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The first thing you're likely to do upon obtaining a new MP3 player is load it up with all your favorite music. Once that's done, the next best step is to replace the shoddy earbuds that came packaged with it. Of course, not everyone wants to drop a wad of cash on a new pair of headphones, which is where sets like the JVC Gumy come in. The colorful earphones have an MSRP of just $14.95, but they can often be found for much less online. These standard plastic 'buds aren't as comfortable as their step-up sibling, the JVC Marshmallow, nor do they offer the same impressive audio quality, but the Gumy does provide a stylish step-up from stock. If you only have $10 or less to spare, these are a decent option.
The JVC Gumy headphones are designed in a fashion that is typical for earbuds. The relatively small, round plastic earpieces are hard and smooth and meant to rest just inside the outer ear. It's a one-size-fits-all design that will not actually fit all. While the Gumy earphones stayed pretty secure in our ears, the material and shape of the earbuds put some uncomfortable pressure on the cartilage of our ears after about an hour of wear.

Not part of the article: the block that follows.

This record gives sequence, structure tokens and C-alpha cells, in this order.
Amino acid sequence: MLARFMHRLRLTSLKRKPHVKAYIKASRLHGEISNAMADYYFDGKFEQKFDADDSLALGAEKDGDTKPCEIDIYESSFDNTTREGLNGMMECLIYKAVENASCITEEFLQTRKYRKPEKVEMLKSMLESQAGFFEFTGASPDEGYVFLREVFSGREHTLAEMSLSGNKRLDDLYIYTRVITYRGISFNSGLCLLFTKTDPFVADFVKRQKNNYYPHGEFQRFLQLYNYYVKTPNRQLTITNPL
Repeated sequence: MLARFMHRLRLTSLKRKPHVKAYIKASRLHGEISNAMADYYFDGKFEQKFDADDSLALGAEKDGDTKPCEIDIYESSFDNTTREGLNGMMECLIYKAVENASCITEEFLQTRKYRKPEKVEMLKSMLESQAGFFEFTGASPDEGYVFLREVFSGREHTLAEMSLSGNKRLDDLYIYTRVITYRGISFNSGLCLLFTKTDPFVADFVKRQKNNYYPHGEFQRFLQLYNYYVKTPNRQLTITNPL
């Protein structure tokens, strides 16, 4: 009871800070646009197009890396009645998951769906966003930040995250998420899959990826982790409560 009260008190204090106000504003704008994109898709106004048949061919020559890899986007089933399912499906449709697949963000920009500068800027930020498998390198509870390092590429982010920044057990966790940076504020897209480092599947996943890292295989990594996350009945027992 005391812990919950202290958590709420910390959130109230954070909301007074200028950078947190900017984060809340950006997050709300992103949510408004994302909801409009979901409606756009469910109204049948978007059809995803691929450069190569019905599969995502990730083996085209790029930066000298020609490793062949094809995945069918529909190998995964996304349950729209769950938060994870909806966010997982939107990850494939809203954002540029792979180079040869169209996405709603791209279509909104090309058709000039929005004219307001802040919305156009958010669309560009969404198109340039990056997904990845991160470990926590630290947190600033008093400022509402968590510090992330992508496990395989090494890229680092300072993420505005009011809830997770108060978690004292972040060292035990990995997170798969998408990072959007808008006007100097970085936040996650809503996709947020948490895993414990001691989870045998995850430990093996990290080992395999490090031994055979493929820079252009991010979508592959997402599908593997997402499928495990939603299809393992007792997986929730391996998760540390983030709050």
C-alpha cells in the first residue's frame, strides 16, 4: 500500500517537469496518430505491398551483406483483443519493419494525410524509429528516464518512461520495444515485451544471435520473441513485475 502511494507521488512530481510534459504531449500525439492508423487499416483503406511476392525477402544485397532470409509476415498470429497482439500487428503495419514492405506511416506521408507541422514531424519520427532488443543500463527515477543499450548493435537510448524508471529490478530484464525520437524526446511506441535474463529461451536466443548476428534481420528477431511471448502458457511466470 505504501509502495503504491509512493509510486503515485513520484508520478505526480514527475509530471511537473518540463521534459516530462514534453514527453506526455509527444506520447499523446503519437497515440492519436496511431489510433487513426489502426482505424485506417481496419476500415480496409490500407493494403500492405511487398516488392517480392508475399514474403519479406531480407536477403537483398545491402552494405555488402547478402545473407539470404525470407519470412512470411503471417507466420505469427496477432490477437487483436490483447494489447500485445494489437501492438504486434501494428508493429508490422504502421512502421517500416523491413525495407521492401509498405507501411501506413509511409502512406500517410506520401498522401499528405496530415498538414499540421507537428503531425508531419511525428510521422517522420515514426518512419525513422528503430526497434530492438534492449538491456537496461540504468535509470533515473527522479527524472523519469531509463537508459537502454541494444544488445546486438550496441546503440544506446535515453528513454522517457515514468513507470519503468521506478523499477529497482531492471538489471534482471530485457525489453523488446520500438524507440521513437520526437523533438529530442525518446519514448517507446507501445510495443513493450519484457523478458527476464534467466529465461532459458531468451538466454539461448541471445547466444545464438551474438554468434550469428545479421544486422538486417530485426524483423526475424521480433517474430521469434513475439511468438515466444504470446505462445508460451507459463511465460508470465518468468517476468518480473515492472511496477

For MP3 player owners who are interested in earphones with a hint of style, the JVC Gumys should be a good fit. They come in nine colors ranging from the muted (black, white, etc.) to the fruity (kiwi green, grape purple, etc.), which means you should be able to find a set to complement your device, no matter what its shade. The color coat extends from the earbuds, which have a shiny accent, all the way down the 40-inch cord, which terminates in a gold-plated straight-plug. Although the cable is quite thin at the Y, it includes a slider for preventing tangled cables, and the bottom section seems fairly durable.
Unlike the JVC Marshmallow earphones, which flat-out shocked us with their impressive sound quality, the JVC Gumy headphones offer audio that is more in line with their price point. Certain songs sound better than others, although we couldn't narrow it down to a specific genre: some pop or rock songs, such as Tears for Fears' "Suffer the Children," had a noticeably hollow quality, while others (Guns N' Roses' "Mr. Brownstone") sounded pretty clear and passable on the whole. Same goes for hip-hop, though if you like a lot of bass, you will be disappointed. These earphones offer no seal with the ear, so the low-end is fairly nonexistent. In the final analysis, the Gumys offer a slight improvement over stock, but not much.